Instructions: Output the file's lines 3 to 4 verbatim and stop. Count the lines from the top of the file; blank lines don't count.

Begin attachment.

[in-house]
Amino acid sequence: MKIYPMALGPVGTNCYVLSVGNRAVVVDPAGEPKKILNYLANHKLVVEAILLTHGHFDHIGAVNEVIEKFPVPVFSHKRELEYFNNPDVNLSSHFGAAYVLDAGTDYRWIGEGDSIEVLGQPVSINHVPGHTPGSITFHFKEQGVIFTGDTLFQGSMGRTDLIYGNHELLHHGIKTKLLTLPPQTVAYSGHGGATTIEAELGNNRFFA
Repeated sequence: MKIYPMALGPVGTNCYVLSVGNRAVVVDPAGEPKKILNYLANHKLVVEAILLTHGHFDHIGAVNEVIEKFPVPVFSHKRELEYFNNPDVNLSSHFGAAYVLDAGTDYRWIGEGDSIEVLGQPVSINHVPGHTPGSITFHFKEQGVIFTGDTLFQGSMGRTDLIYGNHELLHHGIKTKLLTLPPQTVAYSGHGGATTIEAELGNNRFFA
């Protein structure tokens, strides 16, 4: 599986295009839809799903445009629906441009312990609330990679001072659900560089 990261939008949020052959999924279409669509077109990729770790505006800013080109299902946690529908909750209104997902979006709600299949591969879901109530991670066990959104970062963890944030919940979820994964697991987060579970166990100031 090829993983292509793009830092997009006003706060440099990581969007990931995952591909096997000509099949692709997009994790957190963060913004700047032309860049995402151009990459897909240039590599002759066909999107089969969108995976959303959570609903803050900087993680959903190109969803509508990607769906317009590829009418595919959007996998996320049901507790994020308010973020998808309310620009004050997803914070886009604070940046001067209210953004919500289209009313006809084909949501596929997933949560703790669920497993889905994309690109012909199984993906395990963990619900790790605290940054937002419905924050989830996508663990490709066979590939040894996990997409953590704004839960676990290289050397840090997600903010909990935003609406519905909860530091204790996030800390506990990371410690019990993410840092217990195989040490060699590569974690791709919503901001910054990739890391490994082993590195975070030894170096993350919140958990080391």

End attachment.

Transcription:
Repeated sequence: MKIYPMALGPVGTNCYVLSVGNRAVVVDPAGEPKKILNYLANHKLVVEAILLTHGHFDHIGAVNEVIEKFPVPVFSHKRELEYFNNPDVNLSSHFGAAYVLDAGTDYRWIGEGDSIEVLGQPVSINHVPGHTPGSITFHFKEQGVIFTGDTLFQGSMGRTDLIYGNHELLHHGIKTKLLTLPPQTVAYSGHGGATTIEAELGNNRFFA
């Protein structure tokens, strides 16, 4: 599986295009839809799903445009629906441009312990609330990679001072659900560089 990261939008949020052959999924279409669509077109990729770790505006800013080109299902946690529908909750209104997902979006709600299949591969879901109530991670066990959104970062963890944030919940979820994964697991987060579970166990100031 090829993983292509793009830092997009006003706060440099990581969007990931995952591909096997000509099949692709997009994790957190963060913004700047032309860049995402151009990459897909240039590599002759066909999107089969969108995976959303959570609903803050900087993680959903190109969803509508990607769906317009590829009418595919959007996998996320049901507790994020308010973020998808309310620009004050997803914070886009604070940046001067209210953004919500289209009313006809084909949501596929997933949560703790669920497993889905994309690109012909199984993906395990963990619900790790605290940054937002419905924050989830996508663990490709066979590939040894996990997409953590704004839960676990290289050397840090997600903010909990935003609406519905909860530091204790996030800390506990990371410690019990993410840092217990195989040490060699590569974690791709919503901001910054990739890391490994082993590195975070030894170096993350919140958990080391």